4/5/2016 USFWS announced that they are rescinding the generic tiger loophole. Big Cat Rescue has been pressuring the USFWS since at least 2007 to rescind this loophole and on 8/22/11 after a meeting with the USFWS the Generic Tiger issue was published to the Federal Register for public comment and got over 15,000 comments in support of our request to ban the breeding of non purebred tigers. Read more.

4/5/2016 Iran becomes the 9th country to ban animal acts in circuses.

4/3/2016 USDA cracks down on abuse of cubs under the age of four weeks.  In response to a 2012 legal petition filed by The Humane Society of the United States, World Wildlife Fund, Detroit Zoological Society, International Fund for Animal Welfare, Born Free USA, Big Cat Rescue, Fund for Animals and Global Federation of Animal Sanctuaries, the U.S. Department of Agriculture issued guidance making clear that exhibitors violate the Animal Welfare Act by allowing members of the public to handle or feed infant exotic cats like tigers, lions, cheetahs, jaguars or leopards.  Read more.

1/2016 Animal Planet cancels Yankee Jungle and announced that it would seek “to elevate the scientists” in its programming and cast its shows as more educational. “One day we just came in and looked at each other and said, ‘You know, no more bearded guys in the kitchen with f******g pigs running through the living room,'” David Zaslav, the head of Discovery Communications, which owns Animal Planet, told the Washington Post at the start of January. “Let’s get back to who we really are.” Rich Ross, a network exec recently told the New York Times that “we can get ratings by doing things the right way.”

2015 Big Cat Bans Enacted

11/3/15  WA voters on November 3, 2015 overwhelmingly approved Initiative Measure 1401, introducing state-level felony penalties for the purchase, sale, and/or distribution of products made from elephants, rhinos, lions, tigers, leopards, cheetahs, sea turtles, pangolins, sharks and rays.

10/22/15 Elkhart, TX passes a ban on dangerous wild animals, including nonhuman primates, skunks, jaguars, leopards, lynxes, tigers, lions, panthers, bears, coyotes or any other carnivorous wild animal or reptile within the city limits or one mile of the city limits. This ordinance is retroactive with no grandfather clauses and that the fees are also retroactive as well.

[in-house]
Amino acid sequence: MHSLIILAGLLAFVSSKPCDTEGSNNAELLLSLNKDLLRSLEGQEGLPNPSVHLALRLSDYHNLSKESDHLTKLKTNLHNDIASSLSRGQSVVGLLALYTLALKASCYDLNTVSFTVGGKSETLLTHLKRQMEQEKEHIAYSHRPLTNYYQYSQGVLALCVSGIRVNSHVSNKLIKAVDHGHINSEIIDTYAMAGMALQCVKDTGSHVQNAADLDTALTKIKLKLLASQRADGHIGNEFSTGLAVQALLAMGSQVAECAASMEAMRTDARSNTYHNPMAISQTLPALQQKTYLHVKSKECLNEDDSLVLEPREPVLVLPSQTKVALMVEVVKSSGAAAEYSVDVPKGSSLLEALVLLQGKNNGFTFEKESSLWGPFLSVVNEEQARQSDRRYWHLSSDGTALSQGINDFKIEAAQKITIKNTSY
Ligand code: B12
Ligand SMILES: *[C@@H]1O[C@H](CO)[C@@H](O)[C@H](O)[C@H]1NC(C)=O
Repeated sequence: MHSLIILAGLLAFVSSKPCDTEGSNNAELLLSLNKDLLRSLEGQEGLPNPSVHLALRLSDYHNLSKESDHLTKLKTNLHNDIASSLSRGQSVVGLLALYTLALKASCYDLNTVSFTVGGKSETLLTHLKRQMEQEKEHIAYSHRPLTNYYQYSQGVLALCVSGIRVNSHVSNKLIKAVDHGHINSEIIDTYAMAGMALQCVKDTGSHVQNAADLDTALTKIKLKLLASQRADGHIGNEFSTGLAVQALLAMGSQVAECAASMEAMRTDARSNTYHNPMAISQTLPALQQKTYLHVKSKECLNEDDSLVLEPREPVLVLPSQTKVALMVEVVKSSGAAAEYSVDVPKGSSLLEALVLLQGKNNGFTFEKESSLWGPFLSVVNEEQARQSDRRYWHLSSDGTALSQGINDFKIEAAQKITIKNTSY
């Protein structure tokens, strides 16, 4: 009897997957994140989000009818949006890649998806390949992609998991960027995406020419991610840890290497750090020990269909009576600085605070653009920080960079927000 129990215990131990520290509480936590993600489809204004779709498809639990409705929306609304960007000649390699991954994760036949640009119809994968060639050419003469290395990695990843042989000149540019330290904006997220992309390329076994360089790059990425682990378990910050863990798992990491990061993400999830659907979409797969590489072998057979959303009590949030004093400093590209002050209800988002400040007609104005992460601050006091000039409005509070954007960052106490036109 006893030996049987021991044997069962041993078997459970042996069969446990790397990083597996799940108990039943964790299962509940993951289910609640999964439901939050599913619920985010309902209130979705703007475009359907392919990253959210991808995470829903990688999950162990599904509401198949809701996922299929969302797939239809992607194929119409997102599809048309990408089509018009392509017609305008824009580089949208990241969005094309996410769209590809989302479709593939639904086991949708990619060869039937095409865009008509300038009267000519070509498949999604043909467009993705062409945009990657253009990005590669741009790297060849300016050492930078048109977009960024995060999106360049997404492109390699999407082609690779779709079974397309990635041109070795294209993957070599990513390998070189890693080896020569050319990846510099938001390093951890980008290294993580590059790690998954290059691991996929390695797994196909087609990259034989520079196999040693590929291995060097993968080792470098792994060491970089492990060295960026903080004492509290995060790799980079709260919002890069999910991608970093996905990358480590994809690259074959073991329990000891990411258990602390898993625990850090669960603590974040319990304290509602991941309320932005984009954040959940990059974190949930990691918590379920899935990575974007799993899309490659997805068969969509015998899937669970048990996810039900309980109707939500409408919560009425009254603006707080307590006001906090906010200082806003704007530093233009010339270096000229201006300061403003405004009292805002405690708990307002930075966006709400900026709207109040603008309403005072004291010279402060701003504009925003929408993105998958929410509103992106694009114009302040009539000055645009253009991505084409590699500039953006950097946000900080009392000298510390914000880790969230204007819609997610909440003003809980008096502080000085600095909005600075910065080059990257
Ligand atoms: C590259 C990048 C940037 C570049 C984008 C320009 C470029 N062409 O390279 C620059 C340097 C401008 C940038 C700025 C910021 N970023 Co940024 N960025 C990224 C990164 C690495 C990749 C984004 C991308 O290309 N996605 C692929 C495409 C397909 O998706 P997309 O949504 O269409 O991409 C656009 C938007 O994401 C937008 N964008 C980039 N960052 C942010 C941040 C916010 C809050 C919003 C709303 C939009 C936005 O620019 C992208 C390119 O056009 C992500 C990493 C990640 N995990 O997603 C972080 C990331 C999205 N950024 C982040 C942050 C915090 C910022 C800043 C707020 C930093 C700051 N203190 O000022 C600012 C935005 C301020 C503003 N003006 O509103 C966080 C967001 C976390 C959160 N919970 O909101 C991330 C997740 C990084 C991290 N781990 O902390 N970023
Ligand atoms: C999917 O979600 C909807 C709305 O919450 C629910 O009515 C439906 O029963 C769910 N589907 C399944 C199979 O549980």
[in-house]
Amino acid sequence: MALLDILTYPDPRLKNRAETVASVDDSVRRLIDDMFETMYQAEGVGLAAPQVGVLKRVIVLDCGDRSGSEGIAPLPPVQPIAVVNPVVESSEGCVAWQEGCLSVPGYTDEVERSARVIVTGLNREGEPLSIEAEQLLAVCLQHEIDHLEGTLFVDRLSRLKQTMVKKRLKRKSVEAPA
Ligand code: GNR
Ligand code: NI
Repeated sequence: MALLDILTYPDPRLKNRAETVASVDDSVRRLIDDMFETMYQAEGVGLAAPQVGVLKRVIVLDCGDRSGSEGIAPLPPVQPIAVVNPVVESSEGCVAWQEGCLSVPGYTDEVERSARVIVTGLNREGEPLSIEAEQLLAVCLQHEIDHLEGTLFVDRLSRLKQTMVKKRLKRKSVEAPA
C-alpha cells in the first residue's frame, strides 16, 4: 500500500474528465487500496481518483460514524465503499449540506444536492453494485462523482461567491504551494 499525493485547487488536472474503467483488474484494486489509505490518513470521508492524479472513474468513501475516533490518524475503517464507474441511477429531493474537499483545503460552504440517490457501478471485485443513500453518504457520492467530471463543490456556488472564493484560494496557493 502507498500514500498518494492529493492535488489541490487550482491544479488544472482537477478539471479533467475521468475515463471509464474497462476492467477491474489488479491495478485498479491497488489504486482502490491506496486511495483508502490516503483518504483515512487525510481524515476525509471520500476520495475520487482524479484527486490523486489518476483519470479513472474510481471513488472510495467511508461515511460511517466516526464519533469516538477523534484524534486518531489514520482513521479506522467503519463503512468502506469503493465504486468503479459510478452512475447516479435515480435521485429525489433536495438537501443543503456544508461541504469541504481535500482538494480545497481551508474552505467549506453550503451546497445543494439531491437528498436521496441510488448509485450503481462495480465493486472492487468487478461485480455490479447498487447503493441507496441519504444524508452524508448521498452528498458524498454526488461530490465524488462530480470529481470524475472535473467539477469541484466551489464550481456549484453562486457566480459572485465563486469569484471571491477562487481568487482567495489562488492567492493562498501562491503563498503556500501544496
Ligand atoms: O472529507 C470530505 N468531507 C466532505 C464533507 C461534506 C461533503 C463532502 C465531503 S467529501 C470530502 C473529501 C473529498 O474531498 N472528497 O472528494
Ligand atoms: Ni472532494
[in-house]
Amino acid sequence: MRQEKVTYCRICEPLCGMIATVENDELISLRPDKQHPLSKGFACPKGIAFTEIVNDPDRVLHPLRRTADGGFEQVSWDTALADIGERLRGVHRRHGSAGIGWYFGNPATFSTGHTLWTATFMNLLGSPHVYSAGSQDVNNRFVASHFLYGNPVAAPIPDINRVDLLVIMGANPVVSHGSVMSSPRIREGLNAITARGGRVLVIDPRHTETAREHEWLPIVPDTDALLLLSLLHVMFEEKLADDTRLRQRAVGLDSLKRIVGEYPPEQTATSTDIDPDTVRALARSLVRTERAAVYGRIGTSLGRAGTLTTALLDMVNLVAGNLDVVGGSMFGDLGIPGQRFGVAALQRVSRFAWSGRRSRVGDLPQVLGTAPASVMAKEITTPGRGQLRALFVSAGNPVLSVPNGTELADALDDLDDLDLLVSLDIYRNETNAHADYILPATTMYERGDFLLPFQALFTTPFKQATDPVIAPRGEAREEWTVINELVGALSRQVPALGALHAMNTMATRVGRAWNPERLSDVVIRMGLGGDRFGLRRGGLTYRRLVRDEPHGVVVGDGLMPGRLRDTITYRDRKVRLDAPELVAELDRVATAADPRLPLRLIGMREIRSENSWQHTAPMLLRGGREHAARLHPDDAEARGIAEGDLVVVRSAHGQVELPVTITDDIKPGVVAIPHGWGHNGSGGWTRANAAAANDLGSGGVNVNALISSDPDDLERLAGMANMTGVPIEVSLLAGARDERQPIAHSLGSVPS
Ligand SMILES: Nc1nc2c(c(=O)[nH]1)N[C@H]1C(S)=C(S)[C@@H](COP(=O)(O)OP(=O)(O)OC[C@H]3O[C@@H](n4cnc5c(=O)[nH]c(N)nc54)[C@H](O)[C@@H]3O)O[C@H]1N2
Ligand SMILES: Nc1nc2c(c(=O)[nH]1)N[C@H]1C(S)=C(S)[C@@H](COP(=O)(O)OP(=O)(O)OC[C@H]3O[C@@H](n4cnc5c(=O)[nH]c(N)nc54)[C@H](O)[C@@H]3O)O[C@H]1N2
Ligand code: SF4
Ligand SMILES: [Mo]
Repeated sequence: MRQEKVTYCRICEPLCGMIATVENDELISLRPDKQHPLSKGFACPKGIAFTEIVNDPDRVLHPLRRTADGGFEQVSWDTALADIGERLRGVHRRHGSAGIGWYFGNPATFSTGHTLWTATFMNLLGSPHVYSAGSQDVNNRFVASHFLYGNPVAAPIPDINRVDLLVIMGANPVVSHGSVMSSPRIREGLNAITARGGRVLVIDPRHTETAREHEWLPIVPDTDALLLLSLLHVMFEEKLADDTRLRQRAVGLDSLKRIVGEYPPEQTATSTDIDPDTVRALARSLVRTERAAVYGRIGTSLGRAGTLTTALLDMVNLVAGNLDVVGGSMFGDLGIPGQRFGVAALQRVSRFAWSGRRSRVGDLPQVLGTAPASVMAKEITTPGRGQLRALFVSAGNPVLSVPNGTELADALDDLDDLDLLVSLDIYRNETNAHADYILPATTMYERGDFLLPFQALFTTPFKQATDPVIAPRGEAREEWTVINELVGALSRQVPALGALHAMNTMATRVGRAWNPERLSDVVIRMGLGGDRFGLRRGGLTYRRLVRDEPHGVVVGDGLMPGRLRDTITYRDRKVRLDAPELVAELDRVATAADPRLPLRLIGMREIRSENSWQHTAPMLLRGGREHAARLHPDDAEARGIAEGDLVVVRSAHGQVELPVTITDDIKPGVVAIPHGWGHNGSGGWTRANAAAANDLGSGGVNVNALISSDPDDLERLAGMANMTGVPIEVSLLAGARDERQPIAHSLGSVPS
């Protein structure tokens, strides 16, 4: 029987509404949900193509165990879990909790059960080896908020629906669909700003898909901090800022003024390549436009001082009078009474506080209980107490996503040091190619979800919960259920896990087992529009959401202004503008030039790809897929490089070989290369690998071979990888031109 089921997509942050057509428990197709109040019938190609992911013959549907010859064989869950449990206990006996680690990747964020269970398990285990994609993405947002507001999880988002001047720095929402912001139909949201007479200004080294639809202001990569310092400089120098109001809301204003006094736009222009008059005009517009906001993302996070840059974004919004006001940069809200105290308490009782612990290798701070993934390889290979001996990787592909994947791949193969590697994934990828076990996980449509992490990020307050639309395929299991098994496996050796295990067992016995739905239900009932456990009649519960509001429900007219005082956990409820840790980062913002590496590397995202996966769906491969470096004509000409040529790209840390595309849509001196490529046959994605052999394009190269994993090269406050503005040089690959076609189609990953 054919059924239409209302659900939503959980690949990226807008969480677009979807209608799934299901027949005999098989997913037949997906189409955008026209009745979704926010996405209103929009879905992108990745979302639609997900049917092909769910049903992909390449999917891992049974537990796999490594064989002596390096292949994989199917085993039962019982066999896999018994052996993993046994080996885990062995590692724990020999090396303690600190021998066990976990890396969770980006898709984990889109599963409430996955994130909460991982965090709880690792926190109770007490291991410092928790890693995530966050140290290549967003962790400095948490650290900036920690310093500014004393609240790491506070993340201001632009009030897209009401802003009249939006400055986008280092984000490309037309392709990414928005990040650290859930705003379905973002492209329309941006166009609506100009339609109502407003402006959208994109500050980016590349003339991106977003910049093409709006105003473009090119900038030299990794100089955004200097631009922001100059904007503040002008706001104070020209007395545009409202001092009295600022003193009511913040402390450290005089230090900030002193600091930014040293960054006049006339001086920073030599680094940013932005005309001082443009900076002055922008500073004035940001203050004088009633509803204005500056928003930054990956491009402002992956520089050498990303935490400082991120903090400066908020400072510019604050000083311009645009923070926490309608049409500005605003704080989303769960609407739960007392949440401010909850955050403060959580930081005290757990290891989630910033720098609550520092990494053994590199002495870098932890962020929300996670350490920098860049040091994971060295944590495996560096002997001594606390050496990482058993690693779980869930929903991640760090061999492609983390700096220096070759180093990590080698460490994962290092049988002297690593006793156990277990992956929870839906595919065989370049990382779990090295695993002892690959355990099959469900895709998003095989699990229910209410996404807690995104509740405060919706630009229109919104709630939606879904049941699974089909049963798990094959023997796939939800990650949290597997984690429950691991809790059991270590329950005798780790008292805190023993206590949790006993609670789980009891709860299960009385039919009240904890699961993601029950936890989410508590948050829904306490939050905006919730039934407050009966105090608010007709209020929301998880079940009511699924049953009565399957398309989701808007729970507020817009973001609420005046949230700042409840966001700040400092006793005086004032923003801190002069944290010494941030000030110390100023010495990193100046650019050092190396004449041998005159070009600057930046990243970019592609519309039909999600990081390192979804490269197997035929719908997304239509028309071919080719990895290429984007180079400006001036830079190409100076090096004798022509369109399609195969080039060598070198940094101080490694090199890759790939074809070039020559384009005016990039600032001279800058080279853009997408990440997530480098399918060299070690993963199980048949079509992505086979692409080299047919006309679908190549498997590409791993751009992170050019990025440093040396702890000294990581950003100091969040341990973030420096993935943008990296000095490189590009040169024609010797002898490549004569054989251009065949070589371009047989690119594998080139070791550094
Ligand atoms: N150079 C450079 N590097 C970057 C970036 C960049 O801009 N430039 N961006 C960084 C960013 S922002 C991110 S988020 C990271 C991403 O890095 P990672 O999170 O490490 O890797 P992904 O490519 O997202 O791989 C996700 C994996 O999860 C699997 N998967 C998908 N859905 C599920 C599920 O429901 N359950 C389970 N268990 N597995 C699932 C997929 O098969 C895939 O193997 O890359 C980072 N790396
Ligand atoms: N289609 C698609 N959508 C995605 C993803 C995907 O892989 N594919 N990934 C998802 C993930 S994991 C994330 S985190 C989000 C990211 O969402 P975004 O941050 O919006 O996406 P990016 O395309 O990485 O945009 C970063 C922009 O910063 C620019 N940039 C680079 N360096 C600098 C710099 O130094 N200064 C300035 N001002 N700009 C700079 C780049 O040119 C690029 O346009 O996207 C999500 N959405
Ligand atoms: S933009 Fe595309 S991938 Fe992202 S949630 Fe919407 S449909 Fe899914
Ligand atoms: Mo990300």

9/25/15  Netherlands became the tenth country to officially ban the use of wild animals in the circus! The ban, which was drafted back in 2014, went into effect this week and includes big cats, elephants, giraffes, zebras, sea lions and primates.

9/22/15  Shriner and head of “Fun Time Shows” Bill Cunningham joined forces with PETA to stop using wild animals at the Shrine Circus. http://cw33.com/2015/09/01/shriners-peta-heated-battle-over-animals-in-shrine-circus/  Cunningham said the trailers that had been used to haul wild animals to shows will now emptied and covered in banners to advocate against the use of wild animals in performances.

9/15/2015 Missoula, MT is the first city in Montana to ban the use wild and exotic animals in shows and non-educational displays.  The City Council approved the measure on an 8-3 vote, saying it was time to apply what “we know versus what we do” regarding the treatment of animals.

8/3/2015  “Effective immediately, Delta Airlines will officially ban shipment of all lion, leopard, elephant, rhinoceros and buffalo trophies worldwide as freight.”  VICTORY!! Big Cat Rescue asked you to let Delta Airlines know that animal lovers do not want international airlines to continue to transport exotic animal trophies such as Cecil. More than 5,000 of you took action for the big cats!!! And today Delta has finally agreed. This is fantastic news for all endangered and threatened big cats and other animals being hunted across the globe.  Its announcement came as a group of airlines including Air France, KLM, Iberia, IAG Cargo, Singapore Airlines and Qantas signaled last week they would ban the transport of trophy-hunting kills.

8/1/2015  Zimbabwean wildlife authorities say they have suspended the hunting of lions, leopards and elephants in an area favored by hunters following the killing of Cecil the lion.